My time working on Stripe Press taught me how important the artefact of the work can be to the content of the work. Even your most favourite article doesn’t end up on your coffee table, desk, or bookshelf! It feels different to hand over a thing than send something over an email. A strong visual identity, thoughtfully crafted, brings another dimension of intentionality and depth to the project. It was important to me, for example, that the content I was working on did not feel heavy or dense to consume.

The zine felt like the perfect fit. The format is designed for maximum snackability and shareability. They have a strong visual identity and embrace a do-it-yourself philosophy. They’re a great bridge for philosophical ideas and ground-level behavior. They’ve historically been deployed by renegades to influence culture in a somewhat playful format; it’s the perfect metaphor for ambitious techies with a knack for (ideally thoughtful) “disruption.”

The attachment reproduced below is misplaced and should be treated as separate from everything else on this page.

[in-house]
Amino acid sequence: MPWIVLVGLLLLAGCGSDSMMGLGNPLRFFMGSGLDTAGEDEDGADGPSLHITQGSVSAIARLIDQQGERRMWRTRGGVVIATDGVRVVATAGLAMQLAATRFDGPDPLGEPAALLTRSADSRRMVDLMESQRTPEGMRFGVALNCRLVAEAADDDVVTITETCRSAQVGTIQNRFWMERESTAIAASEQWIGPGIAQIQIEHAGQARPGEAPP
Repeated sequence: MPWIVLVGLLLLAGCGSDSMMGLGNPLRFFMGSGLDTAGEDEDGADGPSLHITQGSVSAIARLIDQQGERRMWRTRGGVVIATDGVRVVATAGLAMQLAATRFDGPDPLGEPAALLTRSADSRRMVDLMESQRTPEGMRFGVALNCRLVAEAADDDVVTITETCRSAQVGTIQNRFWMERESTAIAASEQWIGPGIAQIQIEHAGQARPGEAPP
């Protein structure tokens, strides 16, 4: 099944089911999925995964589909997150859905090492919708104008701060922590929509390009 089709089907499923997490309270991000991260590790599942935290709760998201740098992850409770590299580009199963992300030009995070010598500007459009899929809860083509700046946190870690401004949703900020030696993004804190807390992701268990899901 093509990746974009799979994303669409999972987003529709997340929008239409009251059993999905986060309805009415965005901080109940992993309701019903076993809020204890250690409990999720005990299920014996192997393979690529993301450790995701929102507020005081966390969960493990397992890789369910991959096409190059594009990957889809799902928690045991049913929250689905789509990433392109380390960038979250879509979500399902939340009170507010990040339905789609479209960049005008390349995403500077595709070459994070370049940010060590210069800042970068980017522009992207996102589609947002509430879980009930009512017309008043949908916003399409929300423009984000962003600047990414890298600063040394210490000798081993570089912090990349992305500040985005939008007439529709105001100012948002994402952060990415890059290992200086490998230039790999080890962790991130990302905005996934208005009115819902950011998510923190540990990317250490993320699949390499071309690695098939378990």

What three questions should businesses be asking themselves when it comes to building internal culture.

  1. What behaviors earn respect and praise here (actually)?
  2. What behaviors hold you back here (actually)?
  3. Is this working today and will it work in three months from now?



How and why do businesses need to adapt for the next generation of employees?

I think the same things that have always worked for high-performing organizations will keep working; treat your employees well, help them do their best work of their lives.



Complete the sentence: culture is…

How it feels to get the work done.